VOL. 133 | NO. 87 | Tuesday, May 1, 2018
First Primaries Kick Off Busy Election Year
By Bill Dries
Shelby County voters go to the polls Tuesday, May 1, in the first of three elections this year that will take in county, state and federal offices by the time the last vote is counted in November.
The primary elections Tuesday for 23 Shelby County government offices are being watched closely by local Republican and Democratic leaders. They are watching the turnout and what the results say about the political temperament and activism of a county Hillary Clinton carried with 60 percent of the vote in the November 2016 presidential general election won by Republican Donald Trump.
The Republican base outside Memphis, but within Shelby County, was a key reason Trump carried Tennessee and won its 11 electoral votes in that election.
Turnout in the county primaries has never gone higher than 18 percent of registered voters since the first primaries for these county offices was held in 1994.
The polls open Tuesday with 8.2 percent of registered voters already voting early. Early voting turnout in the Democratic and Republican primaries was higher than in 2010 and 2014.
Memphis remains more of a walk-up town when it comes to voting, with the bulk of the vote usually coming on election day compared to other parts of the state, which routinely have half of ballots cast in the early vote.
There were 41,301 early votes cast in advance of Tuesday’s election day. Of that total, 24,912 voted in the Democratic primary and 16,389 in the Republican primary.
Four years ago, the early vote total was 26,295, with 18,695 voting in the Democratic primary and 7,599 in the Republican.
In the 2010 county primaries, the last primaries with no incumbent county mayor or county sheriff seeking re-election, the early voter turnout was 31,005. Of that total, 18,292 voted in the Democratic primaries and 12,713 in the Republican primaries.
Those 2010 and 2014 elections saw the beginning of a general election sweep by Republicans of every countywide office in the election cycle in 2010 and then a successful defense of those offices by Republican incumbents in 2014. Democrats held on only to the assessor’s office, held by Democrat Cheyenne Johnson.
Democrats also retained their seven-seat majority on the 13-member County Commission in 2010 and 2014.
Since the 2014 elections, the Shelby County Democratic Party has had its charter abolished by the state party and then reformed with lots of new blood and new candidates.
Democrats have fielded contenders in every county primary, one of the goals the party’s new leadership set for this election year. In past elections, Democrats have at times left uncontested races in County Commission districts that are considered majority Republican.
Several of the Republican incumbents who won re-election four years ago are term-limited in 2018 and are running for other offices.
The term limits are a factor in what will be a new majority on the Shelby County Commission. Five of the incumbent commissioners are not seeking re-election because they are term limited. Another one, Republican George Chism, is running for trustee after one term on the commission. And Republican commissioner David Reaves decided not to seek a second term on the commission or another office.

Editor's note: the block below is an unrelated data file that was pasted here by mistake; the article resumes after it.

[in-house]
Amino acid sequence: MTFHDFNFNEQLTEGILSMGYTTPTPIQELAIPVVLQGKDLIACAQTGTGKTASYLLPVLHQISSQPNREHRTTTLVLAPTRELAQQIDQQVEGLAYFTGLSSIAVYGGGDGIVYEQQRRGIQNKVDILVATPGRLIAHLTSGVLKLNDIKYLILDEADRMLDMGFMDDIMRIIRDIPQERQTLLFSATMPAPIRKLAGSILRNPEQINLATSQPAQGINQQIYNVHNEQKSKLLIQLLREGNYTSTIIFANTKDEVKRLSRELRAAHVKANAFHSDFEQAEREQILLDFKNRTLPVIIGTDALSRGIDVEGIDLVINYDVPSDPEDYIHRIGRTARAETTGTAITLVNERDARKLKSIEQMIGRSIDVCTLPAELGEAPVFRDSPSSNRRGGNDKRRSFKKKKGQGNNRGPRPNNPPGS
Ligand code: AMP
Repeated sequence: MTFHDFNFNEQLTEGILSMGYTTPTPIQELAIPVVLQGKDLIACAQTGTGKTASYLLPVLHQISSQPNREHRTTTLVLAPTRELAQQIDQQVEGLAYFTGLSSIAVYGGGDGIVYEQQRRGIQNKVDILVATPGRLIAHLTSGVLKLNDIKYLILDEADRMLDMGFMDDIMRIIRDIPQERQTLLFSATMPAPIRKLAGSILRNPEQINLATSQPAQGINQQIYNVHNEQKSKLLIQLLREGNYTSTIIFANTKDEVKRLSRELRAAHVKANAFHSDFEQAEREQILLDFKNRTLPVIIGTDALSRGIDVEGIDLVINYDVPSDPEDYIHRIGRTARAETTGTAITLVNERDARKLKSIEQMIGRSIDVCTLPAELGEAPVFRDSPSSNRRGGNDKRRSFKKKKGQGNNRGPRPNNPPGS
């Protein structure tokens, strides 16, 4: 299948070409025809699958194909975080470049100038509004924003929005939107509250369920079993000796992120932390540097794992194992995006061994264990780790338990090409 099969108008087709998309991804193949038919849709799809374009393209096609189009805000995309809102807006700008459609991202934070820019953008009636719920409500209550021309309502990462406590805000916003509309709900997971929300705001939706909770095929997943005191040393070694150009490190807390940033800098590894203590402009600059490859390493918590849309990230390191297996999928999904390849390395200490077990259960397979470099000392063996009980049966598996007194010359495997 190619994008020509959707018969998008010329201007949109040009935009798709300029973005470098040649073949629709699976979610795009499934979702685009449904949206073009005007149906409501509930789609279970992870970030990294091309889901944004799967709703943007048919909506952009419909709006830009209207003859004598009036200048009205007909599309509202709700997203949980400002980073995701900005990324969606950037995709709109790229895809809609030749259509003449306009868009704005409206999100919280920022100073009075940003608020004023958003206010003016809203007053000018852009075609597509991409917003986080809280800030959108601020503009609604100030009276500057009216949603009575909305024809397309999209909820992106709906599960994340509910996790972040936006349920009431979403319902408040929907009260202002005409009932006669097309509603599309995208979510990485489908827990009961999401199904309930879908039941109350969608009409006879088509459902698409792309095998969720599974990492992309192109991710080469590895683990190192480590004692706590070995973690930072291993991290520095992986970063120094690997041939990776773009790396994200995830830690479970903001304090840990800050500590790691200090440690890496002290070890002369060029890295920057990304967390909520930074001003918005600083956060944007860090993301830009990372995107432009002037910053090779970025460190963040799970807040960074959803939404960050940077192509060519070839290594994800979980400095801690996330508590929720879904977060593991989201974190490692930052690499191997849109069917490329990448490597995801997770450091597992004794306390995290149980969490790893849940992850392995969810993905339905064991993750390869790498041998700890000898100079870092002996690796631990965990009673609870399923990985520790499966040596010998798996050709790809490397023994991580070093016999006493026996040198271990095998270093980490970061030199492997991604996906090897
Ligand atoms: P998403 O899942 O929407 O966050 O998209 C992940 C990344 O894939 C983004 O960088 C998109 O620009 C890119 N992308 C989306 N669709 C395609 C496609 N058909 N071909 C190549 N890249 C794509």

At least seven of the 13 commissioners elected in the August county general election will be new faces to the majority Democratic body.
The race at the top of the primary ballot, Shelby County mayor, features state Sen. Lee Harris and former county commissioner Sidney Chism on the Democratic side and county trustee David Lenoir, county commissioner Terry Roland and juvenile court clerk Joy Touliatos in the Republican primary.
Fifteen of the 46 primary races are uncontested, one-candidate contests with the winners automatically advancing to the August ballot.
In two of those races, both for County Commission seats, the Democratic incumbents – Van Turner and Willie Brooks – have no opposition at all, meaning they won re-election at the Feb. 15 filing deadline.
Another five primary races – all for commission seats and all Republican primaries in districts considered heavily Democratic – have no candidate running at all, meaning the winners of the Democratic primaries Tuesday will win four of the five positions outright.
Democratic incumbent commissioner Reginald Milton, who is unopposed in his primary and has no Republican opposition, faces independent contender Vontyna Durham in August.
That leaves 26 contested primary races for voters to decide.
The largest field is the seven-candidate race in the Democratic primary for commission District 9, now held by Democrat Justin Ford, who is term limited and is running in the August primaries for the Tennessee Legislature.
Go to www.shelbyvote.com, the Shelby County Election Commission’s website to find your election day precinct if you didn’t vote early. And join @tdnpols, www.twitter.com/tdnpols, for live coverage of the returns – early and election day – once the polls close Tuesday at 7 p.m.
The highest early voter turnout by election day precinct was in the East Memphis precinct 57-00 where 17.8 percent of the 4,531 voters voted early, most of them in the Republican primary.
Next highest was 14.8 percent of the 4,644 voters in MIL-01, which votes on election day at Baker Community Center in Millington.
The third highest early voting precinct percentage was the 14 percent turnout – most of it Democratic – of the 2,949 voters in precinct 79-02, which votes on election day at Havenview Middle School in Whitehaven.